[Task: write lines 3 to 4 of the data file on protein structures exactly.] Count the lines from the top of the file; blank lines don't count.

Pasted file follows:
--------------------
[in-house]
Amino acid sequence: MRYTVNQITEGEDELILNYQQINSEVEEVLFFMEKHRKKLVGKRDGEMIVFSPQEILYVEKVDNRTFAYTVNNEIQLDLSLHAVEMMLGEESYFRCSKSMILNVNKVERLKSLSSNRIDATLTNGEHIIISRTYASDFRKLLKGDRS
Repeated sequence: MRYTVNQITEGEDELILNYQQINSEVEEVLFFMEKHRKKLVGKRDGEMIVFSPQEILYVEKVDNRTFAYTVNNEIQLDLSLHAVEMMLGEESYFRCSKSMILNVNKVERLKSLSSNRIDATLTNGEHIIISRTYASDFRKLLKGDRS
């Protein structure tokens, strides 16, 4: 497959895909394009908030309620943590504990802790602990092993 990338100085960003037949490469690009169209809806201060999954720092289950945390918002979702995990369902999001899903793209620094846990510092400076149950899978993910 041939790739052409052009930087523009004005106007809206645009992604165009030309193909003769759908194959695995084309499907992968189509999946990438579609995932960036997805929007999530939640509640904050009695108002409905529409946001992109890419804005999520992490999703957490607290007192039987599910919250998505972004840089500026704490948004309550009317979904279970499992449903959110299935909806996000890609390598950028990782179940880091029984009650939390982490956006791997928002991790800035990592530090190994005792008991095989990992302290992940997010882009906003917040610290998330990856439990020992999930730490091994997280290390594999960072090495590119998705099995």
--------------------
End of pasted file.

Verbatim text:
Repeated sequence: MRYTVNQITEGEDELILNYQQINSEVEEVLFFMEKHRKKLVGKRDGEMIVFSPQEILYVEKVDNRTFAYTVNNEIQLDLSLHAVEMMLGEESYFRCSKSMILNVNKVERLKSLSSNRIDATLTNGEHIIISRTYASDFRKLLKGDRS
């Protein structure tokens, strides 16, 4: 497959895909394009908030309620943590504990802790602990092993 990338100085960003037949490469690009169209809806201060999954720092289950945390918002979702995990369902999001899903793209620094846990510092400076149950899978993910 041939790739052409052009930087523009004005106007809206645009992604165009030309193909003769759908194959695995084309499907992968189509999946990438579609995932960036997805929007999530939640509640904050009695108002409905529409946001992109890419804005999520992490999703957490607290007192039987599910919250998505972004840089500026704490948004309550009317979904279970499992449903959110299935909806996000890609390598950028990782179940880091029984009650939390982490956006791997928002991790800035990592530090190994005792008991095989990992302290992940997010882009906003917040610290998330990856439990020992999930730490091994997280290390594999960072090495590119998705099995």